ChargePoint seems to be the winner
First Volkswagen and BMW announced the development of East and West Coast electric vehicle (EV) charge corridors. Then Kansas City Power & Light (KCP&L) stated that it would bring over 1,000 EV charge stations to its service area with Nissan’s help. ChargePoint, a manufacturer and network provider, is partnering in both of these initiatives.
The VW/BMW venture will place close to 100 DC fast chargers from Boston to Washington, D.C. on the East Coast and from Portland to San Diego on the West Coast. Key is that between cities they will be placed at no greater than 50 mile intervals. These stations will not help Nissan LEAF owners as the stations will have the SAE combo connectors as opposed to the CHAdeMO connectors used by Nissan, Mitsubishi, and Kia. These DC fast chargers will be supported by additional Level 2 240-volt charge stations.
KCP&L has chosen a different path. Partnering with ChargePoint and Nissan, the fast charge stations in the Kansas City market will charge any electric vehicle. The network will include both DC fast chargers and Level 2 stations, and will be the largest utility supported network to date in the United States. In addition, access to the network will be free to drivers for the first two years.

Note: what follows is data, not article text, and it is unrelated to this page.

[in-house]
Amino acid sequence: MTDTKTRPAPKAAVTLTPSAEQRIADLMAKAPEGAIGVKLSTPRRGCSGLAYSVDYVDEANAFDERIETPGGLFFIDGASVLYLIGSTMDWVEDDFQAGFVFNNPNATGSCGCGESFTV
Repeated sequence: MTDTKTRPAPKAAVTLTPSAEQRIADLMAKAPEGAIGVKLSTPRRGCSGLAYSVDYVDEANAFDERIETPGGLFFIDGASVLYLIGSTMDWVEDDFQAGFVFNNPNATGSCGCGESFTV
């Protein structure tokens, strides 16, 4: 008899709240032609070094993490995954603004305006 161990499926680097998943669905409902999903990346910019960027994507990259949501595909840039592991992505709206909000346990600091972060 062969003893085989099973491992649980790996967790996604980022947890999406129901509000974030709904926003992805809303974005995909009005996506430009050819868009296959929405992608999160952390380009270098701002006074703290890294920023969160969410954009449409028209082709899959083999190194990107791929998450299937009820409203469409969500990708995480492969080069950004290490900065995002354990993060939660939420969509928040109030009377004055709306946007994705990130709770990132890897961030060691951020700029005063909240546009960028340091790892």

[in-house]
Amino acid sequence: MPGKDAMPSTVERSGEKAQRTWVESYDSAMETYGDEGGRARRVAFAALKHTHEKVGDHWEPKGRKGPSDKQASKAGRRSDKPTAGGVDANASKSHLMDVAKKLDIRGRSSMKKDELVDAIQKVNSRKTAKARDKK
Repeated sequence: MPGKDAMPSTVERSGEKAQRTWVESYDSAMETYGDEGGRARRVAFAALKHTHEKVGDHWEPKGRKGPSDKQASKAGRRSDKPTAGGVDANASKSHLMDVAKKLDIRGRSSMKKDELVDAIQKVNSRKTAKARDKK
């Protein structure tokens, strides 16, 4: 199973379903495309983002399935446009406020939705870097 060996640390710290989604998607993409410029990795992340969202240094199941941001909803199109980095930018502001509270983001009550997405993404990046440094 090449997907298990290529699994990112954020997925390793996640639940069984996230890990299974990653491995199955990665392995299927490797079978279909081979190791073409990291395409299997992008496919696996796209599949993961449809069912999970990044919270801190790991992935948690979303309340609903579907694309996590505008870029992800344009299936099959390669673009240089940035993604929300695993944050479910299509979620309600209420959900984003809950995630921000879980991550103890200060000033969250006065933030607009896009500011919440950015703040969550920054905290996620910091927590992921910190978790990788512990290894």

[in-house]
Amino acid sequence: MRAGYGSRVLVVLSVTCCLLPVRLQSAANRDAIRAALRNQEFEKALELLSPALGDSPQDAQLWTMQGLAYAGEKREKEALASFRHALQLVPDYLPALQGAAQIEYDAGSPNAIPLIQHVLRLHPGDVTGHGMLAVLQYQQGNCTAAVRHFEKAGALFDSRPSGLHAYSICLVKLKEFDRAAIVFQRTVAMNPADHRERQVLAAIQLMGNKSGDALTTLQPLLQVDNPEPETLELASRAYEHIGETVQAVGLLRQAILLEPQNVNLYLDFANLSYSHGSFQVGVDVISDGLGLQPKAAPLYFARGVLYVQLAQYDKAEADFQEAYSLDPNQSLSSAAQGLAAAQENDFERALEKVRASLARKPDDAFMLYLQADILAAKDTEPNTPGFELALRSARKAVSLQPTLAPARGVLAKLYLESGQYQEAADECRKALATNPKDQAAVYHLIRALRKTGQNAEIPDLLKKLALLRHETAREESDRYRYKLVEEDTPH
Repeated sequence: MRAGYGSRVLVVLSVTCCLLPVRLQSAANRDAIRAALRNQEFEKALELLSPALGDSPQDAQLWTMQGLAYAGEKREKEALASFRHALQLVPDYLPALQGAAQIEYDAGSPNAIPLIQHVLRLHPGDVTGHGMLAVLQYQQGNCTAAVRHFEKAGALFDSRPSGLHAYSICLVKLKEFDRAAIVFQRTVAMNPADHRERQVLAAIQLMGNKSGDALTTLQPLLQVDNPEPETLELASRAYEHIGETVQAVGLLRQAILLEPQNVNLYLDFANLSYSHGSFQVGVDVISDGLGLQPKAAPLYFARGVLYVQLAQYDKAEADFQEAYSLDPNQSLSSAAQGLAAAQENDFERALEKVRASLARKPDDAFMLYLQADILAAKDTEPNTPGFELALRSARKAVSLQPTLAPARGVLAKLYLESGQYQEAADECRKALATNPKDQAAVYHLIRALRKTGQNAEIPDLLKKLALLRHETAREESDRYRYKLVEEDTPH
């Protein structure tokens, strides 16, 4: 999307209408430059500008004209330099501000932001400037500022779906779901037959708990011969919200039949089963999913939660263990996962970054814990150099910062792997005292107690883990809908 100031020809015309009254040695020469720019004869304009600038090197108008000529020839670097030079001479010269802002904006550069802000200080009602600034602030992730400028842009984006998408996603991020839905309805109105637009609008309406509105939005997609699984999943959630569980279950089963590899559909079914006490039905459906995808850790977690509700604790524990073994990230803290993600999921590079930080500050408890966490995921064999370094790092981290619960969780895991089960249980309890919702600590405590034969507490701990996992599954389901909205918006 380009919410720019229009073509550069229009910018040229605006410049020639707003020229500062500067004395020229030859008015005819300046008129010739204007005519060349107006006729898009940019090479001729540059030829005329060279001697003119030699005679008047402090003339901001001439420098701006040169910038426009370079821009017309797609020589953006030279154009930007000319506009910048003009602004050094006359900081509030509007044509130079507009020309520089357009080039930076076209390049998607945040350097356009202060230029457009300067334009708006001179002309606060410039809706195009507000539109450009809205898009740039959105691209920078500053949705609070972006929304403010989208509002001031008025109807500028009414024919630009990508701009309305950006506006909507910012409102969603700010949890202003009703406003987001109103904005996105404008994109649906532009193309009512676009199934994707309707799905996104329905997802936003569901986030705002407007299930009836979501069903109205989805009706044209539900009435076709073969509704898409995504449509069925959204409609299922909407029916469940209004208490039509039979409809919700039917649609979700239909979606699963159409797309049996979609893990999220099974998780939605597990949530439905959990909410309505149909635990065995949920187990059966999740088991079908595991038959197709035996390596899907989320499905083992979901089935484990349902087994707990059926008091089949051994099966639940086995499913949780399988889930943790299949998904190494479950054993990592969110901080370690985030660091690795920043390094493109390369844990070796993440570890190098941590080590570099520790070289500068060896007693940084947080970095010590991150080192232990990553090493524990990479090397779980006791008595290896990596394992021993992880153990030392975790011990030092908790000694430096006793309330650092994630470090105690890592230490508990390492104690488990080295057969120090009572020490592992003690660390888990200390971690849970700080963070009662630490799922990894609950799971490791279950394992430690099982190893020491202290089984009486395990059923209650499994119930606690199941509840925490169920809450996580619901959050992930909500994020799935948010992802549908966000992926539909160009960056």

These two recently announced projects highlight the challenges still facing the young EV market. All parties involved need to come to the table and look to the future of the EV industry collectively and work toward a solution that will be beneficial to all. If that future includes various connectors, perhaps future networks should accommodate them all, just as we now have various gasoline grades available at the gas pump. This would allow each maker the design of their choosing, but not penalize their owners while driving from place to place.